The Arts, Revolution, and Leon Trotsky

Abbott Ikeler
4 min readMay 25, 2021



Getting to the Third Stage

How, in fact, does Trotsky propose to move past revolution-focused, transitional art to the new socialist culture of the final phase? For one, he argues that the Proletkult, the communist organization in the 1920s charged with raising the cultural level of the working class, has so far instead indulged in a wave of “reactionary populism.” It must rededicate itself to “learning from our bourgeois enemies,” and its efforts must “be measured not by the rapidity with which they create new literature, but by the extent to which they help elevate the literary level of the working class, beginning with its upper strata.” (169) Trotsky has no illusions about the artistry of an uneducated proletariat: “…weak and what is more illiterate poems do not make up proletarian poetry, because they do not make up poetry at all!” (167) Again he stresses that “The work of the proletarian poets lacks an organic quality, which is produced only by a profound interaction between art and the development of culture in general.” (166) He makes the point a third and last time with unambiguous force: “The letters of the workers, the local poets, the complainants, are carrying on a great cultural work, breaking up the ground and preparing it for sowing. But a cultural and artistic harvest of full value will be — happily! — socialist and not proletarian.” (167)

What the proletariat needs to make the transition, Trotsky tells us, is a deep knowledge of history and a mastery of language “as the fundamental instrument of culture” (125), that schooling and long perspective that alone can enable deep insight into the present: “To understand and perceive truly, not in a journalistic way, but to feel to the very bottom the section of time in which we live, one has to know the past of mankind, its life, its work, its struggles, its hopes, its defeats, and its achievements.” (174) Trotsky is also adamant that the Communist Party not practice doctrinaire or arbitrary indexing of the new art: “The Party has not, and cannot have, ready-made decisions on versification, on the evolution of the theater, on the renovation of the literary language, on architectural style, etc.” (121) His opposition to such censorship is clear:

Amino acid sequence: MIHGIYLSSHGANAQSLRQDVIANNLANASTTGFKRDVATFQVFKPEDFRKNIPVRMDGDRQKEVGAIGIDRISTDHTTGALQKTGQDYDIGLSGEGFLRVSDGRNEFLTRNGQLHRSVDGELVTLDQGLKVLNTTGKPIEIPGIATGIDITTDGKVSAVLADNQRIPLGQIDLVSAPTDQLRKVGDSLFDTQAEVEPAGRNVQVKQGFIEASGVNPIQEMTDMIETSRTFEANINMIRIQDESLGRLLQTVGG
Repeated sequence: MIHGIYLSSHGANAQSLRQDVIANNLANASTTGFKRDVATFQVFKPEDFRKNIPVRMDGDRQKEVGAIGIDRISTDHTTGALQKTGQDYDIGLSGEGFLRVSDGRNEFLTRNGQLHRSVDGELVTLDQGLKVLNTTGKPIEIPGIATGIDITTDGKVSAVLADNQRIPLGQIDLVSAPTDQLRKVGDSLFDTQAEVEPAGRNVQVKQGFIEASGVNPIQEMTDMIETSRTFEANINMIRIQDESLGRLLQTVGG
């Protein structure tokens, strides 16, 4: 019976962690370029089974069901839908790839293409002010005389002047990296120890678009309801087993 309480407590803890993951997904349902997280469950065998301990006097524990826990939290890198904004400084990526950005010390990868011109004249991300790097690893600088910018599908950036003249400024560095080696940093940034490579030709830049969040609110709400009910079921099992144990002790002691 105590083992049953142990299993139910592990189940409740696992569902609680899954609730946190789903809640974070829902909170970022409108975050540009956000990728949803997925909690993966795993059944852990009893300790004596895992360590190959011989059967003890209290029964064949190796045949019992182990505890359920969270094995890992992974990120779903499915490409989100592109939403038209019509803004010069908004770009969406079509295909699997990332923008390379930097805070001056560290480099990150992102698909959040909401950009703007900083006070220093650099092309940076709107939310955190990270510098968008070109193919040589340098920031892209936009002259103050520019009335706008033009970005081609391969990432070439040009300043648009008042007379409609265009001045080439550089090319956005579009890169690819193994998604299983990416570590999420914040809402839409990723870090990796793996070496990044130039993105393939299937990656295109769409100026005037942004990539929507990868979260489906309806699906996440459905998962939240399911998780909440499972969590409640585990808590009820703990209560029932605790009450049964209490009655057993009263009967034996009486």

“To reject art as a means of picturing and imaging knowledge because of one’s opposition to the contemplative and impressionistic bourgeois art of the last few decades is to strike from the hands of the class that is building a new society its most important weapon….If one cannot get along without a mirror, even in shaving oneself, how can one reconstruct oneself or one’s life, without seeing oneself in the “mirror” of literature?” (120)

There can be no blank-slate Jacobinism, Trotsky argues: the roots of literature and architecture must be understood as essential parts of the continuing historical dialectic that has brought us to where we are. He takes a well-known artifact as an example:

“[It’s true that] The architectural scheme of the Cologne Cathedral can be established by measuring the base and the height of its arches, by determining the three dimensions of its naves….But without knowing what a medieval city was like, what a guild was, or what the Catholic Church of the Middle Ages, the Cologne Cathedral will never be understood.” (151)

To make the transition from capitalism to socialism, Trotsky insists the “new class [must] enter into possession of the past, assort it …and build on it further. If there were no such utilization…historical processes would have no progress at all.” (149)

In this vein, he offers several early examples of what has come to be called standard Marxist literary criticism: “…from the point of view of an objective historical process, art is always a social servant and historically utilitarian…it educates the individual, the social group, the class, the nation…. Marxism…asks to which order of feelings does a given artistic work correspond? What place do they occupy in the historical development of a society and of a class? And, further, what literary heritage has entered into the elaboration of the new form?” (142–3)

At the same time he’s quick to disabuse us of capitalist distortions of Marxist criticism: “It is not true that we regard only that art as new and revolutionary that speaks of the worker, and it is nonsense to say we demand that poets should describe inevitably a factory chimney, or the uprising against capital!” On the contrary, Trotsky argues, “No one is going to prescribe themes to a poet or intends to prescribe them. Please write about anything you can think of!” Articulating “the new spiritual point of view…is not a state order,” he concludes, “but a historic demand. Its strength lies in the objectivity of historic necessity. You cannot pass this by, nor escape its force.” (144–5)